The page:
High-powered music biz attorney Allen Grubman, the subject of a $ 90 million fraud and breach of fiduciary duty suit filed last month by singer Billy Joel, is expected to countersue later this week, possibly as early as today, according to a source close to the case.
“They’re not going to give in, no matter the expense financially or to their reputations,” declared the source, who spoke on condition of anonymity.
Apparently Grubman and partner Arthur Indursky, named in the suit Joel filed Sept. 23 (Daily Variety, Sept. 24), believe that the legal maneuver is designed as “payback” by such behind-the-scenes players as former CBS Records chieftain Walter Yetnikoff and attorney John Eastman.
Both men have had close relationships with Joel and are known to have disdainful regard for the power that Grubman wields in the industry. Grubman’s client list has included Madonna and Bruce Springsteen.
The lawsuit follows Joel’s $ 90 million fraud and breach of contract suit against his former manager, Frank Weber, filed in 1989.
At the center of Joel’s latest suit are charges that the Grubman lawfirm sided with Weber against the singer, knowing about Weber’s financial misdeeds as early as 1982 but not informing Joel. Various charges of misconduct and malpractice, as well as numerous conflicts of interest, are also alleged.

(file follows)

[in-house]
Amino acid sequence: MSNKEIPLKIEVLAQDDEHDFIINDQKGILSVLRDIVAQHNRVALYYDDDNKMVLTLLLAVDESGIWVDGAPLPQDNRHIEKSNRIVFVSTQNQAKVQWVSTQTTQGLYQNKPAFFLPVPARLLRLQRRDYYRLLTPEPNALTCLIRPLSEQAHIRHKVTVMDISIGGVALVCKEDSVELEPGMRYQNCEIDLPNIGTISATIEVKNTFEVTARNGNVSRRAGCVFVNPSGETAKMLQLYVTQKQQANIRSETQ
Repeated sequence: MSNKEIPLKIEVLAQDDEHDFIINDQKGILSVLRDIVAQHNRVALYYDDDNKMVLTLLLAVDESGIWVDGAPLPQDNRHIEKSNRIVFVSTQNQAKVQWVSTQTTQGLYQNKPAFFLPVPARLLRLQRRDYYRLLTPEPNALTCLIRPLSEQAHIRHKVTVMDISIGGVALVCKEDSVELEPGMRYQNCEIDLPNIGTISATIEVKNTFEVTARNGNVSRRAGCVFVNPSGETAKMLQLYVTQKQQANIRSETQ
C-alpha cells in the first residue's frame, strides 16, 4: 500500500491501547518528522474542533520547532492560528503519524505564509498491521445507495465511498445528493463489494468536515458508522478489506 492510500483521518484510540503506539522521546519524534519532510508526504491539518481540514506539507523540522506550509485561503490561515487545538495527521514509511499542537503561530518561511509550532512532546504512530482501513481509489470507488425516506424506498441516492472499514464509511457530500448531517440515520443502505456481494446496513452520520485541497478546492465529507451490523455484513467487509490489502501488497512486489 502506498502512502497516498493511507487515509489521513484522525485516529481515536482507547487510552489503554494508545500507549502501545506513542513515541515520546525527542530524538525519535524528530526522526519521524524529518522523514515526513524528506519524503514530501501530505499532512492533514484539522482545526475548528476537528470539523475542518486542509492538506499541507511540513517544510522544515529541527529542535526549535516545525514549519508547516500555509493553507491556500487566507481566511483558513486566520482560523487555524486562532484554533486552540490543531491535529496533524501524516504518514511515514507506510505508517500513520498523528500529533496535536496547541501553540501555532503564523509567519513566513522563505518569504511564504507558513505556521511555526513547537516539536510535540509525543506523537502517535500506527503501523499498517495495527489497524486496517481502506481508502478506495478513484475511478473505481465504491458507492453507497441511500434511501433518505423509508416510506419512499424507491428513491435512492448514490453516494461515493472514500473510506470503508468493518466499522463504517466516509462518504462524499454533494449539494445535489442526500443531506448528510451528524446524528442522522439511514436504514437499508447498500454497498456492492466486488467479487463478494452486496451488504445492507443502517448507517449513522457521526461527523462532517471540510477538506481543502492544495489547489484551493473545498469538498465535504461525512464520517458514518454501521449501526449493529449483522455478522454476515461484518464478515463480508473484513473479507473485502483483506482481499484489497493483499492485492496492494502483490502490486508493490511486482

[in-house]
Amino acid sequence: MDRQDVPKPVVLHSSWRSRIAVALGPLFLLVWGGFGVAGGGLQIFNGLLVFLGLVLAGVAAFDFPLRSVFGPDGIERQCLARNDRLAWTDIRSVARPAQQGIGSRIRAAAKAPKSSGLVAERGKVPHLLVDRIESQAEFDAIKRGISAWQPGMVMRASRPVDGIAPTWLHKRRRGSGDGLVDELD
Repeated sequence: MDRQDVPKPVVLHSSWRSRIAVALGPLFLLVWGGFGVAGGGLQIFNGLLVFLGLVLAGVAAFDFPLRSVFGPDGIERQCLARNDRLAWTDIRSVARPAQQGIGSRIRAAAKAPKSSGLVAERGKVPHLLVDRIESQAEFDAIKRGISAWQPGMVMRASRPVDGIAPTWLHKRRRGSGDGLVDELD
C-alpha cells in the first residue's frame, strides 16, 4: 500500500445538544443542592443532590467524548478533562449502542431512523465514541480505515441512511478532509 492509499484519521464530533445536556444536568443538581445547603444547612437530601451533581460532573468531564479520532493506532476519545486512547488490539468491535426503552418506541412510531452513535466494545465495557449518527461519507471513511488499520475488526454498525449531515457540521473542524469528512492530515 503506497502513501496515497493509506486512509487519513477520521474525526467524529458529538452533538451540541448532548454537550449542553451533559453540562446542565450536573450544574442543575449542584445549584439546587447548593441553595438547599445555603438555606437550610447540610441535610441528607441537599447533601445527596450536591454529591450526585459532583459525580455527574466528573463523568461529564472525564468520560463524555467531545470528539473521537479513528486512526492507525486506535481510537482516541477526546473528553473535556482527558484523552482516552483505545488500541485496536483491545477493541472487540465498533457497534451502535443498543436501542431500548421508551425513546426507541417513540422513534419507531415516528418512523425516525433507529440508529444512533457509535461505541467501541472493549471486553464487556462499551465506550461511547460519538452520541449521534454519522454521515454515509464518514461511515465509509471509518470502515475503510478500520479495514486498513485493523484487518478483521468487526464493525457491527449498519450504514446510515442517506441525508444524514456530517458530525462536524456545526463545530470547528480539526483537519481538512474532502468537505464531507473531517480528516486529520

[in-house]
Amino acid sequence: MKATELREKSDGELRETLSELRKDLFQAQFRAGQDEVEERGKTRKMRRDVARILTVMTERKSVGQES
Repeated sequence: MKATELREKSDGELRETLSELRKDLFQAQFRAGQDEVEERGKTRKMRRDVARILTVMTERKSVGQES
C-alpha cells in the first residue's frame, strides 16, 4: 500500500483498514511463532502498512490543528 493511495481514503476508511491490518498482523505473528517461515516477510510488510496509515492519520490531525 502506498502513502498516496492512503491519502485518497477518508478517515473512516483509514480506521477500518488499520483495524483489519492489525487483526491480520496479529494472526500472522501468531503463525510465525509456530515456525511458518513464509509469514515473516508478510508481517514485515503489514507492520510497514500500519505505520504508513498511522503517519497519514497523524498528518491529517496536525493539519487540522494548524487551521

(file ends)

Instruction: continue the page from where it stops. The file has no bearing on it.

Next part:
Time a factor
Grubman’s countersuit will call into question why it took Joel 3 1/2 years after their business relationship had ended to file those claims. “At the time of his dismissal (in 1989), never once did Billy Joel or any of his representatives say anything about being dissatisfied” with Grubman, per the source.
The source says that during his 7 1/2-year tenure as Joel’s attorney, Grubman secured for the singer a $ 20 million non-returnable advance from Sony and the highest royalty rate Sony had given a performer up to that time.
“He made Billy Joel in excess of $ 50-60 million, and (the law firm) took only $ 1.3 million in legal fees during those 7 1/2 years,” the source says. As for Joel’s claim that Grubman and Indursky admitted to the FBI that they had invested with Weber while simultaneously representing Joel, the source paints a picture of “half-truths.”
The source says, “Weber was considered by everyone from the mid-’80s to 1988 that, ‘If you want to make money, you give it to Frank Weber.’ ”
The source also claims that Grubman “never” simultaneously represented Joel and CBS, as the Joel suit claims, and dismisses the charges of a lawfirm coverup.